WASHINGTON, Ill. — A monumental basketball tournament took on a whole new meaning this year.
“This years’ got kind of a new purpose. All the years before it’s been mainly basketball. Great basketball teams and athletes. Number ones in the NBA draft. This year has taken a new purpose as into brain cancer awareness and renaming the tournament after Kevin Brown,” said Washington Community High School’s Athletic Director Herb Knoblauch.
Former Panther’s Varsity boy’s basketball coach Kevin Brown passed away in June of this year after battling a rare form of brain cancer.
Coach Brown had a very successful career at Washington Community High School where he celebrated his 400th victory at home back in 2017. He also played a vital part of hosting the Tournament of Champions.
“It’s his baby. He’s the one who started it back in 2007, him and Shawn Powell. This day would be like Christmas Day for a 5-year-old, for Kevin Brown,” Knoblauch said.
The Tournament is now called the Kevin Brown Memorial Tournament of Champions.
It sees incredibly talented high school hoops teams from around the country come to Washington Community High School.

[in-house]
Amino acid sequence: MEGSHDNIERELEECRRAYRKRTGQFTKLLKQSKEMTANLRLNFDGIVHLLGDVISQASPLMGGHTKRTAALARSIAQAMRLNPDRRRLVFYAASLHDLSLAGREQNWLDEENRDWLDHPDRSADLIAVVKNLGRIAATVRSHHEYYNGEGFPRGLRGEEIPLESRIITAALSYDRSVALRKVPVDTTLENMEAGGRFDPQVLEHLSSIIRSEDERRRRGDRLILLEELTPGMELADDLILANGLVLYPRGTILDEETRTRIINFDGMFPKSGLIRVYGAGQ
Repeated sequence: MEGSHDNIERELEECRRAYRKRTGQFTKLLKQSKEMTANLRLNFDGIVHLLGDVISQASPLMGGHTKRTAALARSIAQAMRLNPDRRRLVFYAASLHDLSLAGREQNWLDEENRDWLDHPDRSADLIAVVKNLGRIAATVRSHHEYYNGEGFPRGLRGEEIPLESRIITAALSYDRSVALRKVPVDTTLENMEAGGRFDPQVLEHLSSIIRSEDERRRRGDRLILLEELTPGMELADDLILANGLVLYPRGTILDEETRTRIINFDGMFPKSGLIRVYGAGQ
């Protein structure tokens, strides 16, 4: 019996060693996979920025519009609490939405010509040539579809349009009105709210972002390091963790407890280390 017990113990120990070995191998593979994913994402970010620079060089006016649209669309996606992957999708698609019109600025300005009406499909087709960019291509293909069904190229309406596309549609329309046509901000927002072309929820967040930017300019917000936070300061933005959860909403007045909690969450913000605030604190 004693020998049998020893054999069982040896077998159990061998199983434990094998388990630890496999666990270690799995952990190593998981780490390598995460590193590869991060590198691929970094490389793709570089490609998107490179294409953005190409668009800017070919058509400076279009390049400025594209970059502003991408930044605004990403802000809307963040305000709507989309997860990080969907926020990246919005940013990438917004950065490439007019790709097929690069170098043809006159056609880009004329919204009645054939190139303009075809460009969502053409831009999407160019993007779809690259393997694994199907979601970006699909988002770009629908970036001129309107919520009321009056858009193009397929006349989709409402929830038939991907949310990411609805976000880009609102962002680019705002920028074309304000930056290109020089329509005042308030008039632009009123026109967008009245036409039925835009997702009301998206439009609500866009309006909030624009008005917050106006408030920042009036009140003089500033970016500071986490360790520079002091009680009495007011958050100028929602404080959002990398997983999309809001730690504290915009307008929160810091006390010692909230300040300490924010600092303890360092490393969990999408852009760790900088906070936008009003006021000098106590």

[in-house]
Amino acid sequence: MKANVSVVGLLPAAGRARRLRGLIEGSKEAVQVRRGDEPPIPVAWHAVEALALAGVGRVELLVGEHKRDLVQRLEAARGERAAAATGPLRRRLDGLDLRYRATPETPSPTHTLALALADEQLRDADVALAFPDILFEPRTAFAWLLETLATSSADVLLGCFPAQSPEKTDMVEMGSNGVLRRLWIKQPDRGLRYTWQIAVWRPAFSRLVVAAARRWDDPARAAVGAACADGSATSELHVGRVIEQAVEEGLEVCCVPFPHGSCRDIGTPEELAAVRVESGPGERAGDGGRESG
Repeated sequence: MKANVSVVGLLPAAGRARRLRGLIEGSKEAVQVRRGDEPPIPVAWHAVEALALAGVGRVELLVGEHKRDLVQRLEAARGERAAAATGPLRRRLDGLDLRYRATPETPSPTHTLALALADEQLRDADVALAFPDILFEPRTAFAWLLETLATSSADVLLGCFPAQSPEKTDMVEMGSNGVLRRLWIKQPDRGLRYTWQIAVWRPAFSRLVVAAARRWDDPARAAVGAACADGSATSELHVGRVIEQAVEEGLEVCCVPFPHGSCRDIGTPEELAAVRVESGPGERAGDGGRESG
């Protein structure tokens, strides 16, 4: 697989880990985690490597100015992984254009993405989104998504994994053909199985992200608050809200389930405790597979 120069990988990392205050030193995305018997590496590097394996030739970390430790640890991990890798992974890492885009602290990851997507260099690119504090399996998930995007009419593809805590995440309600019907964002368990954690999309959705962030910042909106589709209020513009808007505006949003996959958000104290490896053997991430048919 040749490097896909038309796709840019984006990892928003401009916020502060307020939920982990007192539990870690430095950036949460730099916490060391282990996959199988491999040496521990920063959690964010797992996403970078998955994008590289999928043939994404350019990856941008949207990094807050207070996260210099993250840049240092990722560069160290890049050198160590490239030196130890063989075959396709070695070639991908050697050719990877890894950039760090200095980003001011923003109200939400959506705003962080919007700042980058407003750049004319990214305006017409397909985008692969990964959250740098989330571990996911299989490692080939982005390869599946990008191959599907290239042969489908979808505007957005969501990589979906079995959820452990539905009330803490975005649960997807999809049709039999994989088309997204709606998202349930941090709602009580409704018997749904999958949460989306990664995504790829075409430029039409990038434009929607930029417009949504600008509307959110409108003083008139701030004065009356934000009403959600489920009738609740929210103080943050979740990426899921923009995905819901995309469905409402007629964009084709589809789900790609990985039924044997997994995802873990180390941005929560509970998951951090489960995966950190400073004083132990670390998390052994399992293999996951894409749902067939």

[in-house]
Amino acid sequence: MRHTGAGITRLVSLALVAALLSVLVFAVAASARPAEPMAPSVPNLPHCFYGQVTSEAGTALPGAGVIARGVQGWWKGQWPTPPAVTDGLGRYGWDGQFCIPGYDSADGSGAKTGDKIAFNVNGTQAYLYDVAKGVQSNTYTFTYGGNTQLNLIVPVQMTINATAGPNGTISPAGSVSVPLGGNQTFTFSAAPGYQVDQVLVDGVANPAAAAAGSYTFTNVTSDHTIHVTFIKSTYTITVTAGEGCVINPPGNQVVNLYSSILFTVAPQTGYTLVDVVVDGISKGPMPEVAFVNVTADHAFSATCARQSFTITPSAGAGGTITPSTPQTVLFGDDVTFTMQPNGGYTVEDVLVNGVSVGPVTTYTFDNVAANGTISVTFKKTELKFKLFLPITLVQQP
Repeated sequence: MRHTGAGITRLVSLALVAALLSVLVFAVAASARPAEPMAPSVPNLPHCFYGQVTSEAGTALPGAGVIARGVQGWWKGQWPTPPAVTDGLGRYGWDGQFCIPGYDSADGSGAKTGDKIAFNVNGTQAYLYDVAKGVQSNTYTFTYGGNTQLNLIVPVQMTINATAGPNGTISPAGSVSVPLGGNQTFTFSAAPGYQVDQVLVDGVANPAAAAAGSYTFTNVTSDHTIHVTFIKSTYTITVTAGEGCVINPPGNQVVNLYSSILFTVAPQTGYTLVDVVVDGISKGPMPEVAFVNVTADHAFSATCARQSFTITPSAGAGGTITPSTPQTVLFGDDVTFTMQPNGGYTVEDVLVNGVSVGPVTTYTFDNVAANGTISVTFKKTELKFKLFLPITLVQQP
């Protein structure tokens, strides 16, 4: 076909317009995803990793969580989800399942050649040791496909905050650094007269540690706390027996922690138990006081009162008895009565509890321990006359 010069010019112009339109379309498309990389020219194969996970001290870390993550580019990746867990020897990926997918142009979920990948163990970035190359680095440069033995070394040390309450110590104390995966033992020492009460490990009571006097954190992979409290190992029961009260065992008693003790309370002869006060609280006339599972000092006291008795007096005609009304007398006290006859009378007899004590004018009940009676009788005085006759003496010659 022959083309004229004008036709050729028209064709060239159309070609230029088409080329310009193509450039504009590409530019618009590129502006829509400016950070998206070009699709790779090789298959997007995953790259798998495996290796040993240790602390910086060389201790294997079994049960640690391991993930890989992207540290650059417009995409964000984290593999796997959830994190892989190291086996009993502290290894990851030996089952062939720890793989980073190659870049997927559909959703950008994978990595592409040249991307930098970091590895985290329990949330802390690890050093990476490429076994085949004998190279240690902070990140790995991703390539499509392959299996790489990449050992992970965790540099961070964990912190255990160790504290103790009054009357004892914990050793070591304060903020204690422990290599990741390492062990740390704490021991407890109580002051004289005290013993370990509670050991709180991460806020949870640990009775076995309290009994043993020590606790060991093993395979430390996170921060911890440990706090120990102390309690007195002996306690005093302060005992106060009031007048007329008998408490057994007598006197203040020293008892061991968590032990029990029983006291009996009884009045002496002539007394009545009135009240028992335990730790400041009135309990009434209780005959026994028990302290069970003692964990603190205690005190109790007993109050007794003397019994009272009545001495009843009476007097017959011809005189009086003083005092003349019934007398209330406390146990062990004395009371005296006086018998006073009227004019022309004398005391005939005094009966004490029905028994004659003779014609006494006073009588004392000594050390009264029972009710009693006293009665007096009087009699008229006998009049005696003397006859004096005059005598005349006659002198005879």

But after Coach Brown passed away, the tournament means so much more.
“Community’s always been great here at Washington High School. But it’s all the outlying schools that come here. We had a school from Millenium, schools from Alabama, Michigan. When they heard about it, they raised money and brought money in,” Knoblauch said.
Knoblauch says he hopes this tournament brings awareness to people to donate to brain cancer research.
“Having that awareness of brain cancer, especially the one KB had, that has no cure yet. There’s a lot of research and they need research money. That’s where all our profits and proceeds, and some of the things we’re doing here and raising money from our basketball camp,” Knoblauch added.
“From the checks and everything like that, I know they’re up around $10,000 from the outlying fundraisers. We’re gonna donate a certain amount of our proceeds from the concession stand and the gate. Our goal is in 3-5 years, to donate a whole gate to the KB Strong Foundation,” Knoblauch said.
And while this is a basketball tournament, Knoblauch says he hopes everyone knows it’s so much more than just a game.
“I hope they’re coming here, but also I hope they’re coming here for brain cancer awareness. And at the end of the day, KB. They’re here to honor KB,” Knoblauch said.